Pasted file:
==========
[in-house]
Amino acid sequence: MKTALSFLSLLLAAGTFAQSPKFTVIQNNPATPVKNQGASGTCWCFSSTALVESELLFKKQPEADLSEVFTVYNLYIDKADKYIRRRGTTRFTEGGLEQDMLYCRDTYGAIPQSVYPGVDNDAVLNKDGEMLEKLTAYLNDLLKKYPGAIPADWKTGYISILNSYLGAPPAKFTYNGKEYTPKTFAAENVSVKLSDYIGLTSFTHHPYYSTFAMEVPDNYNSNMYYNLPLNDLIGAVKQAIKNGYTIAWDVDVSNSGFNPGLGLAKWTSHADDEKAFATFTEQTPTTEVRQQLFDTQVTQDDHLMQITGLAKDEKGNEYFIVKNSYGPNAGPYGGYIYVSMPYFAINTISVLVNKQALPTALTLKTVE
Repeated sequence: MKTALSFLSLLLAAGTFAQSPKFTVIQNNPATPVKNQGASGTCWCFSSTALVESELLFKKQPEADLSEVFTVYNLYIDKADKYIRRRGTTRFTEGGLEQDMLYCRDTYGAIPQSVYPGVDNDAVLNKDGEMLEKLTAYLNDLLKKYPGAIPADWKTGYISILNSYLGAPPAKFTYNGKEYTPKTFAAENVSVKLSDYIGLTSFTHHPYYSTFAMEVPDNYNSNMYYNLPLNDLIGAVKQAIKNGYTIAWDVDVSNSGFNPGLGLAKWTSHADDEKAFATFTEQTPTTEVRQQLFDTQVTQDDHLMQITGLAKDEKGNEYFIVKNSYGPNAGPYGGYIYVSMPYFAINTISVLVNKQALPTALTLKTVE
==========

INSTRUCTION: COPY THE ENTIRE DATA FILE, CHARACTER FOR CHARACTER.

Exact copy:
[in-house]
Amino acid sequence: MKTALSFLSLLLAAGTFAQSPKFTVIQNNPATPVKNQGASGTCWCFSSTALVESELLFKKQPEADLSEVFTVYNLYIDKADKYIRRRGTTRFTEGGLEQDMLYCRDTYGAIPQSVYPGVDNDAVLNKDGEMLEKLTAYLNDLLKKYPGAIPADWKTGYISILNSYLGAPPAKFTYNGKEYTPKTFAAENVSVKLSDYIGLTSFTHHPYYSTFAMEVPDNYNSNMYYNLPLNDLIGAVKQAIKNGYTIAWDVDVSNSGFNPGLGLAKWTSHADDEKAFATFTEQTPTTEVRQQLFDTQVTQDDHLMQITGLAKDEKGNEYFIVKNSYGPNAGPYGGYIYVSMPYFAINTISVLVNKQALPTALTLKTVE
Repeated sequence: MKTALSFLSLLLAAGTFAQSPKFTVIQNNPATPVKNQGASGTCWCFSSTALVESELLFKKQPEADLSEVFTVYNLYIDKADKYIRRRGTTRFTEGGLEQDMLYCRDTYGAIPQSVYPGVDNDAVLNKDGEMLEKLTAYLNDLLKKYPGAIPADWKTGYISILNSYLGAPPAKFTYNGKEYTPKTFAAENVSVKLSDYIGLTSFTHHPYYSTFAMEVPDNYNSNMYYNLPLNDLIGAVKQAIKNGYTIAWDVDVSNSGFNPGLGLAKWTSHADDEKAFATFTEQTPTTEVRQQLFDTQVTQDDHLMQITGLAKDEKGNEYFIVKNSYGPNAGPYGGYIYVSMPYFAINTISVLVNKQALPTALTLKTVE